Marijuana Possession in Tennessee: 5 Reasons It’s Still a Big Deal
Public perception of marijuana use is rapidly changing. Its prevalence as a theme or source of humor in movies and popular music, coupled with its legalization in two states now, has led many people – especially young people – to believe that it’s really no big deal.
If you’re wondering why marijuana possession in Tennessee is a big deal, you’re not alone. Earlier this year, Colorado became the first state to legalize recreational marijuana, followed soon after by the State of Washington. With many more states about to address the legality of marijuana, it is easy to see why people have questions about personal use in Tennessee.Why It’s a Big Deal
There are five things you need to keep in mind about marijuana possession (legally referred to as a Schedule VI drug) in Tennessee from a criminal lawyer’s perspective:
- It is completely illegal in Tennessee. The State of Tennessee does not even recognize medical marijuana use. A potential change of this law was defeated in a Tennessee House of Representatives committee earlier this year. Universities are allowed to do limited research with cannabis oils, but all other forms of marijuana are illegal for anyone to possess for any reason.
- It is still illegal according to federal law. The United States Government made marijuana illegal through the Controlled Substances Act of 1970. While the United States Justice Department has eased prosecution in states where recreational use has been legalized, that can quickly change. Additionally, the Justice Department has not eased prosecution guidelines in states where recreational marijuana has not been legalized, including Tennessee.
- You are not protected from employers. While there are sure to be challenges over time, currently, an employer can still terminate your employment for drug use, even in states where it is legal. Further, most companies have drug and alcohol policies in place that are violated by marijuana use. It is important to remember that marijuana can show up in a drug screen for up to a month (sometimes more) from the last date of use. If your employer has a “no tolerance” policy in place, don’t expect to keep your job if you test positive on a drug screen.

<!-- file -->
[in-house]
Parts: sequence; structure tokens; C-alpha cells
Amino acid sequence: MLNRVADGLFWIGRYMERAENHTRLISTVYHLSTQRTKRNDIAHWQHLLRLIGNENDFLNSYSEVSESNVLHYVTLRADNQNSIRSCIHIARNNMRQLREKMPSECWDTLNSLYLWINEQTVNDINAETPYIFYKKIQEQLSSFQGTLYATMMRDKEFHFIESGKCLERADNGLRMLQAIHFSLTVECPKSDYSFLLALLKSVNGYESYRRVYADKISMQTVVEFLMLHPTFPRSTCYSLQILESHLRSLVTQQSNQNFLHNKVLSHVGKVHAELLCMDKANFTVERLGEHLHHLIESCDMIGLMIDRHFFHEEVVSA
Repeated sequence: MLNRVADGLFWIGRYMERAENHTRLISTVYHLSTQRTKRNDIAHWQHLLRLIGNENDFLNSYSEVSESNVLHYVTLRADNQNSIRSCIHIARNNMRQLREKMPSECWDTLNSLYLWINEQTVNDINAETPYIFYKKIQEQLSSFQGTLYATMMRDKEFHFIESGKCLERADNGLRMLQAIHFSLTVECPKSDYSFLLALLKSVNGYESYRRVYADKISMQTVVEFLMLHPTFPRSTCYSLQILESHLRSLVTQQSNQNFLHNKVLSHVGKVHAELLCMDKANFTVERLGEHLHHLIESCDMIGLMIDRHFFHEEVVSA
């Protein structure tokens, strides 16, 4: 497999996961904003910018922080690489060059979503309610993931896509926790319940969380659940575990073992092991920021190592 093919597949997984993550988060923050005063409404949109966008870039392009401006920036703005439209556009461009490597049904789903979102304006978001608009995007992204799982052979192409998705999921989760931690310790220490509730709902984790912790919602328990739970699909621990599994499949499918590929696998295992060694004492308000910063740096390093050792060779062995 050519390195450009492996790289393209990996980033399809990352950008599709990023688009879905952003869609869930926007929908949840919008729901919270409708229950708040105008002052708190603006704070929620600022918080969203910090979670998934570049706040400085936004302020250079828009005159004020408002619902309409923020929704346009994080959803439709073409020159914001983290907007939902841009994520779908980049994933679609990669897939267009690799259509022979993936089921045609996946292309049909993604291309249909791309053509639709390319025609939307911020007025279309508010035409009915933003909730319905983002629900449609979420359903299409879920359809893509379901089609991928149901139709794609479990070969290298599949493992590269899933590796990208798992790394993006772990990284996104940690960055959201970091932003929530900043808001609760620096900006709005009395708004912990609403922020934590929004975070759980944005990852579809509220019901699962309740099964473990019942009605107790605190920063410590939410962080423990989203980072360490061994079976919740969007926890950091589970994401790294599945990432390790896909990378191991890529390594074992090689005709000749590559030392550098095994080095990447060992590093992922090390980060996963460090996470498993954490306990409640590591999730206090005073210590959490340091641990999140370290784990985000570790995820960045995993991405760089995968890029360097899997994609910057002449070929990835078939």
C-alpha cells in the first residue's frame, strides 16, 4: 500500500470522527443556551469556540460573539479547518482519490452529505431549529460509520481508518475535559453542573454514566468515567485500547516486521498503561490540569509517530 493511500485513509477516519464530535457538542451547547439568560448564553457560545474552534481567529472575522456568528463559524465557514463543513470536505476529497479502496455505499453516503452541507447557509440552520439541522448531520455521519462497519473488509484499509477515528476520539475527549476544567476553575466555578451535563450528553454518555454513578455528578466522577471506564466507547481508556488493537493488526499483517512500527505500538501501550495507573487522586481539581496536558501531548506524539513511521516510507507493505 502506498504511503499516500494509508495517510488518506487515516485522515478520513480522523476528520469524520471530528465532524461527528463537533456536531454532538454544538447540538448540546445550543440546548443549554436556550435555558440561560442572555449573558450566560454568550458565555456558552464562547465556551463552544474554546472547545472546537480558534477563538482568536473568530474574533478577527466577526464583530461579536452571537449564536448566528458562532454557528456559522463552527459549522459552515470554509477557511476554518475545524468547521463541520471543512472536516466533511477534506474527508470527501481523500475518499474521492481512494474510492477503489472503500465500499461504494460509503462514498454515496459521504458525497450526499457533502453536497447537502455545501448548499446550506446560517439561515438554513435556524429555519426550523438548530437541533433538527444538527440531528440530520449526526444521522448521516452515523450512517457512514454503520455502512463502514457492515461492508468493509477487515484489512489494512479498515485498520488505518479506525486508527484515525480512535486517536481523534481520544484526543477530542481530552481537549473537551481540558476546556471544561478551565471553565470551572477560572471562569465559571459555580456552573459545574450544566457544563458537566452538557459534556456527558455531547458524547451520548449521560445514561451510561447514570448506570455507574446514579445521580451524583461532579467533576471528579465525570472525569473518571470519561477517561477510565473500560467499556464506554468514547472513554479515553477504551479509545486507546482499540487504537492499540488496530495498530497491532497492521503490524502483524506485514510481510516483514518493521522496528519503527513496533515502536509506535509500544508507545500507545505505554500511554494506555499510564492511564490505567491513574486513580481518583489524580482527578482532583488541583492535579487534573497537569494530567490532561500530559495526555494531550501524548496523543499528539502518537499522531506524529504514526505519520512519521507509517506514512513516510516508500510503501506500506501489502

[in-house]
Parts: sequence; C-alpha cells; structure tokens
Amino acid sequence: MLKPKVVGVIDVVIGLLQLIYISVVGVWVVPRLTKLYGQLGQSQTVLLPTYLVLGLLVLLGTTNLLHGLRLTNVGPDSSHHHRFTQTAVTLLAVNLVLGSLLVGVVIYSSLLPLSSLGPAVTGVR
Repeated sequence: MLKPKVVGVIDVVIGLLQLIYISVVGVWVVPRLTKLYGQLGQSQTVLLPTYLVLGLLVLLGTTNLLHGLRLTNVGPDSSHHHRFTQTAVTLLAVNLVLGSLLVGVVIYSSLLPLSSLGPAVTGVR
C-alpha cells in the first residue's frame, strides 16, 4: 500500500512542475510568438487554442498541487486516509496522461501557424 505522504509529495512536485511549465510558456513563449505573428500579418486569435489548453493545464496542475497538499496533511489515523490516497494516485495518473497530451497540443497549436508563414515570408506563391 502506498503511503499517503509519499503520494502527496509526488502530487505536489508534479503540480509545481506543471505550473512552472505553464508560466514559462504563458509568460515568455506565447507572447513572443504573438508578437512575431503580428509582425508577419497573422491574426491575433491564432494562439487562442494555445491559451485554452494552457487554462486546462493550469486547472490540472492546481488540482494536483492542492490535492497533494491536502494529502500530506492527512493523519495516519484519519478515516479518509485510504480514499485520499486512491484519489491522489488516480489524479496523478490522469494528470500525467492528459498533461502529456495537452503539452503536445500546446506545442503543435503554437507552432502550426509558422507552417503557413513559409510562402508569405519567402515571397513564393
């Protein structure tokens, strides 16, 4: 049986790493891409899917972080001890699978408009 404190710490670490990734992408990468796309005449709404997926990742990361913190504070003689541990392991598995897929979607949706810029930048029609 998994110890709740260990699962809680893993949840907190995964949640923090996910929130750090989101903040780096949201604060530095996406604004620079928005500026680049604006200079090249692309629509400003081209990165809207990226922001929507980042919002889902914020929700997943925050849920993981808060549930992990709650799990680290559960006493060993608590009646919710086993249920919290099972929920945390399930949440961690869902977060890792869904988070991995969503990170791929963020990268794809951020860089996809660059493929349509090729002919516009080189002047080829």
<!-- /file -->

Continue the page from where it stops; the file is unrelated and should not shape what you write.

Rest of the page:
- You can be charged for DUI. In Tennessee, you can be convicted of driving under the influence of marijuana (Tenn. Code Ann. 55-10-401). If marijuana shows up in your blood when you are arrested for DUI, that positive test can be used to show that you were driving under the influence.
- You can face strict criminal penalties. Even a small amount of marijuana (legally called simple possession of Schedule VI) can lead to jail time, even if it is your first arrest. Also, it only takes a small amount of marijuana (half an ounce) to be charged with a felony. There are mandatory fines and court costs, and if you are driving a car at the time of your arrest, it can also be seized.
Even though the legalization of marijuana is a national debate, it is important to understand that there are still many reasons why a possession of marijuana charge in Tennessee can impact your future.Put Our Experience to Work for You
If you have been charged with possession of marijuana in Knoxville or the surrounding communities, you need an experienced defense attorney to advise you and to represent your best interests in court. Give us a call at (865) 691-2777 or contact us through our website Brown & Roberto, PLLC to set up a free consultation.